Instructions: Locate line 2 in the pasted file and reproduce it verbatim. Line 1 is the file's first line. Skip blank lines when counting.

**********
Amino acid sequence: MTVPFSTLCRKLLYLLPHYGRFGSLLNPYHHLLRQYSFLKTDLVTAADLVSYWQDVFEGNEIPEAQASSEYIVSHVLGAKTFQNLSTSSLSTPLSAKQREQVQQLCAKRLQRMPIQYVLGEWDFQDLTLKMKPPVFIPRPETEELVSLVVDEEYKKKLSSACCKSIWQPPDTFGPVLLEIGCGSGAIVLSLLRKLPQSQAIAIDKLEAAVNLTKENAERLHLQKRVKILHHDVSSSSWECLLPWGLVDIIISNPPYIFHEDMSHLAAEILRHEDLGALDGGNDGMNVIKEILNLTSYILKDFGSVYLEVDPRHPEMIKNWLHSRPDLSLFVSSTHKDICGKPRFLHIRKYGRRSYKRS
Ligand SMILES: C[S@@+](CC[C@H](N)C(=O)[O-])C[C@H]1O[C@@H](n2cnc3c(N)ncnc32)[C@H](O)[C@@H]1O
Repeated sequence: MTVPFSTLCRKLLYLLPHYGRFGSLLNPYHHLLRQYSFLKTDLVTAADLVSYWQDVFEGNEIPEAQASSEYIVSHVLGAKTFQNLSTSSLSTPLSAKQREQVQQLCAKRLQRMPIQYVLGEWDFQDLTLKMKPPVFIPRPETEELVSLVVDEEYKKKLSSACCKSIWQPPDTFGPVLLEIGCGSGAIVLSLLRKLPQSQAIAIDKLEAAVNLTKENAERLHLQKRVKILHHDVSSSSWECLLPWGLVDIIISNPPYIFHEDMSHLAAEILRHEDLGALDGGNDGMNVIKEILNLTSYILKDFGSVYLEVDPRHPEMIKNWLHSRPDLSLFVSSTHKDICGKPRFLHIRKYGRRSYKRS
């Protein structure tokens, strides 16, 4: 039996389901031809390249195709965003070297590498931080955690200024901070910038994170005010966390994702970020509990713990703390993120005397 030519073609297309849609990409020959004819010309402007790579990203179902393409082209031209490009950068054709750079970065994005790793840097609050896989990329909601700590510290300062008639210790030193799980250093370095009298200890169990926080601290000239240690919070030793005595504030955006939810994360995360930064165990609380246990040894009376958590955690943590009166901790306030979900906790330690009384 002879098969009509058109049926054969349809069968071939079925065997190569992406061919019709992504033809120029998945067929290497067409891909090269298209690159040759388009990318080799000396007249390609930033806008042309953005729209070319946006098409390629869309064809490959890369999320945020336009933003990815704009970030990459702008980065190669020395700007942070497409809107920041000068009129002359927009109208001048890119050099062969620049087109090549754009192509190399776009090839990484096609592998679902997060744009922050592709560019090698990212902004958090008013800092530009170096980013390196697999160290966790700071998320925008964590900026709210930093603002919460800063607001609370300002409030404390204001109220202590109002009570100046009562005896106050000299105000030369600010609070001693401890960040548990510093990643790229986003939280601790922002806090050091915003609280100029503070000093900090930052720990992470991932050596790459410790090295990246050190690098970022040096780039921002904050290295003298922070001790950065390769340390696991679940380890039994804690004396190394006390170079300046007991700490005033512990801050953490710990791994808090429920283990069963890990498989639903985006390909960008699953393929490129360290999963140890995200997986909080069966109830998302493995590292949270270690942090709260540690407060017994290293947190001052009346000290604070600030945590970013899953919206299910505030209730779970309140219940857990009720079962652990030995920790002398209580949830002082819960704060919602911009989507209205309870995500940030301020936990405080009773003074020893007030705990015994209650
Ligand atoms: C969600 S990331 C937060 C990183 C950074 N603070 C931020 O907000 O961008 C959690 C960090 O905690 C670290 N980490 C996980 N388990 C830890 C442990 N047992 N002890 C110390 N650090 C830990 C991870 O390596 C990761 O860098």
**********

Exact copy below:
Ligand SMILES: C[S@@+](CC[C@H](N)C(=O)[O-])C[C@H]1O[C@@H](n2cnc3c(N)ncnc32)[C@H](O)[C@@H]1O